Misuse of our gun crime stats
By Michael Brown, Special to CNN
Editor's note: Michael Brown is an Australian astronomer and senior lecturer at Monash University who lived in the U.S. from 2000 until 2006. He regularly writes for The Conversation website, where another version of this article appeared. The views expressed are his own.
I had a stark introduction to gun violence when I moved from Australia to Tucson, Arizona 12 years ago.
As I walked to my hotel room one evening, I passed some young people apparently holding a party in another room. They seemed mostly harmless, and I acknowledged them with a "g'day." A short time later, I heard a car pull up, followed by the sound of gunfire and screaming. The next morning I saw police tape and markers in the car park. There were bullet holes in a drainpipe and one of the walls. Another guest told me someone had been hurt by a stray bullet, but I couldn't be sure as there was no sign of the story on the local news.
For me, this said much about gun violence in the United States, and how much of it happens without making headlines. But as America grapples with how to respond to the Sandy Hook massacre, many Americans have been looking overseas to see how other nations -- including my home country -- have responded to similar events. The problem is, certain interests in the U.S. are not being completely honest about what they are seeing.
As the debate over gun control takes center stage in America following the killing of 20 young children, it is perhaps not surprising that one place analysts have turned to for ideas is Australia. After all, the two countries have much in common. We are both wealthy, English-speaking democracies. We watch the same films and play the same video games. But when it comes to gun violence, we are two very different nations.
In 1996, 35 people were murdered at Port Arthur, in the Australian state of Tasmania. In response, the conservative government of John Howard (with bipartisan support) introduced a series of comprehensive reforms including tightened licensing and restrictions on the types of weapons that could be owned. Since the laws were introduced, the rate of gun ownership in Australia has dropped from roughly 1 in 15 adults to 1 in 20 adults.
Many factors can influence gun violence, so the impact of the Australian reforms is oft debated. However, one thing is clear -- the number of firearm homicides and firearm suicides has dramatically decreased. The Australian homicide rate is only 1.2 per 100,000 people, far lower than the American homicide rate of about 5 per 100,000 people. Firearms are used in less than 15 percent of homicides in Australia, compared with 67 percent of homicides in America.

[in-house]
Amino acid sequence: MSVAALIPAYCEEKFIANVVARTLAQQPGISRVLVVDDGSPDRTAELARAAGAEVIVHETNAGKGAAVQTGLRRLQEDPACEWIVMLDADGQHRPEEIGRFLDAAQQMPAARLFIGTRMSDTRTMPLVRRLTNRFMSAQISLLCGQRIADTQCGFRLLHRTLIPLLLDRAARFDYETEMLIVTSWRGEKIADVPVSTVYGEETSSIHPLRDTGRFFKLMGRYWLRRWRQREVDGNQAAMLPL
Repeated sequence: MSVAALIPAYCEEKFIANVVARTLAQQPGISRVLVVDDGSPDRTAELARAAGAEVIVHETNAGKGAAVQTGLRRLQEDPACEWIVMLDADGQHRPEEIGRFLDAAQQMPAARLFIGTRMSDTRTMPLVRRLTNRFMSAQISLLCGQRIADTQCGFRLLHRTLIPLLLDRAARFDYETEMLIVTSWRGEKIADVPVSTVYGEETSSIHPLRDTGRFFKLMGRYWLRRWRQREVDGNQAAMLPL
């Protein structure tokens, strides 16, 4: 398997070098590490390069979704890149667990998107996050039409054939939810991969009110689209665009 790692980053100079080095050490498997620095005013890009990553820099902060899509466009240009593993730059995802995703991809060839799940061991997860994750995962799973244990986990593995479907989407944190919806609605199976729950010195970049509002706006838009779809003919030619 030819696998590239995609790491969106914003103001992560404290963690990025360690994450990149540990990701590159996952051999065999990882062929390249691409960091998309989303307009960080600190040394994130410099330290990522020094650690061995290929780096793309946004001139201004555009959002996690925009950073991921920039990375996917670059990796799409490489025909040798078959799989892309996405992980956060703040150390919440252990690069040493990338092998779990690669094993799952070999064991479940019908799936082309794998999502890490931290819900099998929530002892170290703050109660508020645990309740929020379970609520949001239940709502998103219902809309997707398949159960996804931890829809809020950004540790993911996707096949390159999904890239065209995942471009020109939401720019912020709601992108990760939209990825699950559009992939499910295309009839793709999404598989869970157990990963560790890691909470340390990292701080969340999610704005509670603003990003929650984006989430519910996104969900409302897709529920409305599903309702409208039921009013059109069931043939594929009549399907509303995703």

Prior to the introduction of the gun laws, 112 people were killed in 11 mass shootings in Australia. Since the implementation of the gun laws, there have been no comparable gun massacres in Australia.
Remarkably, though, some gun advocates in the U.S. argue that Australian gun laws have actually increased crime. It's a strange claim considering the reality of the statistics. And on closer inspection of the numbers it is clear that gun advocates are engaging in some statistical sleights of hand, including the cherry picking of data.
For example, NRA News reported statistics from the Australian state of New South Wales suggesting that "in the inner west, robberies committed with firearms skyrocketed more than 70 percent over the previous year." Rather than giving the national trend over many years, NRA News chose one part of one city in one state over just a two year period. In contrast, robberies using firearms across Australia have declined from more than 1,500 cases per year in the 1990s to 1,100 per year.
Another approach is diversion. When the most relevant statistic gives the "wrong" answer, switch to a less relevant statistic that gives the "right" answer. Joyce Lee Malcolm appeared to use this approach in the Wall Street Journal when she wrote recently, "in 2008, the Australian Institute of Criminology reported a decrease of 9 percent in homicides and a one-third decrease in armed robbery since the 1990s, but an increase of over 40 percent in assaults and 20 percent in sexual assaults."
The implication is clear, but misleading as many factors drive reported crime rates. Crucially, guns are used in less than 1 percent of assaults and sexual assaults in Australia, making firearm use almost irrelevant to these crimes. Was gun ownership a deterrent? This is also difficult to argue, given over 90 percent of Australians didn't own guns before or after the reforms. The aforementioned decline in firearm homicide, firearm suicide and mass shootings are surely more compelling.
Sometimes, advocates simply invent statistics. One infomercial claims, "[Australian] gun murders increased 19 percent." This is simply wrong -- firearms are now used less in robberies, homicides and kidnappings than they were in the 1990s. Yet even after then-Australian Attorney General Daryl Williams complained to the NRA over the infomercial, no action was reportedly taken, and anyone viewing it today is likely to be unaware of this gross factual error.
What is really going in Australia? Homicide and suicide rates generally have declined since the 1990s, but firearm deaths have fallen even more dramatically. And while they were anyway rare events, there hasn't been a mass shooting in Australia for more than a decade.
Yes, the exact impact of the Australian gun laws is still open for debate. But claims that they may actually have increased crime are pure deception. Gun advocates make these misleading statements knowing they will rarely be called on it by the media. Unfortunately, this says far more about the partisan debate in America than the reality in Australia.
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